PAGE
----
When I learned German, my goal was conversational fluency as fast as possible. I made a conscious decision to ignore vowel length and article genders so that I could just speak without thinking for ages about making it perfect. Vowel length is important in German, but less so than in Japanese (my subjective opinion, it feels like it affects far fewer words). On the one hand, I achieved conversational fluency very quickly - about 6 weeks of living there being immersed, and a C1 level around 6-9 months. Fast forward 10 years. Despite now knowing vowel length is more important than I realised, I have incredible difficulty improving it. I lack the foundations to hear/say vowel length properly. It causes confusion and distracts people from what I want to say. My theory is, because I can get across what I need to, my brain just doesn’t engage with it. The deeper centers of my brain don’t care that at a higher level I want to improve on this part of my German.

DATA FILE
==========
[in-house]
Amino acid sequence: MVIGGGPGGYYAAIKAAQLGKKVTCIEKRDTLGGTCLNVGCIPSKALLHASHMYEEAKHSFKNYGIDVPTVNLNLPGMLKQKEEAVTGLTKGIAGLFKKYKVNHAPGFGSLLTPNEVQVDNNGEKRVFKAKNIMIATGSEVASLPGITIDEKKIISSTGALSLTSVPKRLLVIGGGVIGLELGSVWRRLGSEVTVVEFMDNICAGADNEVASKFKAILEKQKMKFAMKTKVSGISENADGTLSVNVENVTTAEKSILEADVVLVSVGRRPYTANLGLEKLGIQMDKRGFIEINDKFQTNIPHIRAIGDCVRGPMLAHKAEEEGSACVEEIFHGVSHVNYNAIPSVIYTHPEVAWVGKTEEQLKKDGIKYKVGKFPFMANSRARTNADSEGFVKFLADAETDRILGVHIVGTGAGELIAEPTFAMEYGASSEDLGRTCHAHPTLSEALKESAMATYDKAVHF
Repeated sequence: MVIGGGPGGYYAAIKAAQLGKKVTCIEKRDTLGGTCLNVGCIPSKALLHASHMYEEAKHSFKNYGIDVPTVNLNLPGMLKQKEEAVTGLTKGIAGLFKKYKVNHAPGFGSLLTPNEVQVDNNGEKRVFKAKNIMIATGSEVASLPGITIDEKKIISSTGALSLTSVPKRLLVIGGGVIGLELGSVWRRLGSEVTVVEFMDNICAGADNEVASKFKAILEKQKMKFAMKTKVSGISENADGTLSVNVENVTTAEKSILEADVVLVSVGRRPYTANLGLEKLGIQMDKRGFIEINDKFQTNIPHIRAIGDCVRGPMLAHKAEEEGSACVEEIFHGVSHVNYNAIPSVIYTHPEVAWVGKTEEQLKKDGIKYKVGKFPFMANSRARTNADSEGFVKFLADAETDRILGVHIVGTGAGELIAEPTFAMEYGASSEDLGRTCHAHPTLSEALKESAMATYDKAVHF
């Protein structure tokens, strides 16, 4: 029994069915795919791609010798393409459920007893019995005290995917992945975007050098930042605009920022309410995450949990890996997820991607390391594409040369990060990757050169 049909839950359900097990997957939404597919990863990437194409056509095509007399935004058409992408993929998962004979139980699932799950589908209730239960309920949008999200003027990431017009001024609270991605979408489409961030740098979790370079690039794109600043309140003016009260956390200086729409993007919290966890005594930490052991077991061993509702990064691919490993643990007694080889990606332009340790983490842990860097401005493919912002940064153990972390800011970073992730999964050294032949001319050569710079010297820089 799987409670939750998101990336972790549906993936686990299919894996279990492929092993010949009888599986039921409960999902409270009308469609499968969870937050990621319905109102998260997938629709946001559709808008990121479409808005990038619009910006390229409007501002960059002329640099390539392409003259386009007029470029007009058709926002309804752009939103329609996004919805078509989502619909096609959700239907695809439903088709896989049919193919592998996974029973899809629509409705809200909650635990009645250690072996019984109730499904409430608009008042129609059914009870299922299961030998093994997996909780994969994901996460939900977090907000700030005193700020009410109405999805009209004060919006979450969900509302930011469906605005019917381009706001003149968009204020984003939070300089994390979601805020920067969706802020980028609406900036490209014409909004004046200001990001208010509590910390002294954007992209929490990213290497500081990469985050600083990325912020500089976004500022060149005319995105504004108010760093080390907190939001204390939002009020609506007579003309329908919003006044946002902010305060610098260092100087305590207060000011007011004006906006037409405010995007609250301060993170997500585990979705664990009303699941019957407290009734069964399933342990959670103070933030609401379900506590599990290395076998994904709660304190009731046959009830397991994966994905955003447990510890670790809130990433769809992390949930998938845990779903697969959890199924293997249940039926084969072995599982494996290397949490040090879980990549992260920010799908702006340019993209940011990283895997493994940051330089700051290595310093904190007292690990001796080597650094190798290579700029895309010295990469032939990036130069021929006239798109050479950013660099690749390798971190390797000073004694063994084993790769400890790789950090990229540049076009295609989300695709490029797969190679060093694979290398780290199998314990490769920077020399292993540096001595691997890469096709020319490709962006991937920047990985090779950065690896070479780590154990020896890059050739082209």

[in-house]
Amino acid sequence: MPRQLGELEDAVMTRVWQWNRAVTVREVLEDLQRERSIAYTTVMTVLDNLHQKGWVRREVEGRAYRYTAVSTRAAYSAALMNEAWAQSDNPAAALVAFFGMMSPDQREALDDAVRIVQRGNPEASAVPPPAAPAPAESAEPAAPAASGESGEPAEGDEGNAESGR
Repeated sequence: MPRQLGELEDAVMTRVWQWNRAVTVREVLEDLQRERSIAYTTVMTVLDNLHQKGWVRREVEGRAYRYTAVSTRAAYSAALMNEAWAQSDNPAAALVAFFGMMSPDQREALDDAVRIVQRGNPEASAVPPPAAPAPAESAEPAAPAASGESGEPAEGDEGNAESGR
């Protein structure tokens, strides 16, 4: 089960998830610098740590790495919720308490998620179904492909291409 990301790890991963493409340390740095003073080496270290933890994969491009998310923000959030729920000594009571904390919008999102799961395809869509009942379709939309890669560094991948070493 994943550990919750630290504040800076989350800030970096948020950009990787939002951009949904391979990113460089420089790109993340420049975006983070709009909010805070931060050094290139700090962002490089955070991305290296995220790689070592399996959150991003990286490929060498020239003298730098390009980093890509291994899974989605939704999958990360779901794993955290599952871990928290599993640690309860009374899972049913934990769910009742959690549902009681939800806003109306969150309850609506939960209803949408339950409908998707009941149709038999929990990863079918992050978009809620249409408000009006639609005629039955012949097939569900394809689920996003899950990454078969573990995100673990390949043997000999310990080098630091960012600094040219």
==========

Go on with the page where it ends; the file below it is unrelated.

With Japanese

With Japanese, I decided to care about vowel length from the beginning, but I was still working toward conversational fluency and allowed myself to make mistakes. The difference was, I just decided to care about vowel length. And it’s made all the difference. I notice that I soak it up in Japanese much faster than in German. It’s like, any time I see a word in Japanese, my brain happily opens up an additional bucket to store knowledge for that word that includes vowel length. I never created space for that bucket in the first place with German, so now there is no room for additional buckets in my German knowledge center. I’ll stop saying bucket now.

So I suggest you simply care about vowel length rather than see it as your nemesis.

Here is why that is important for your brain and happiness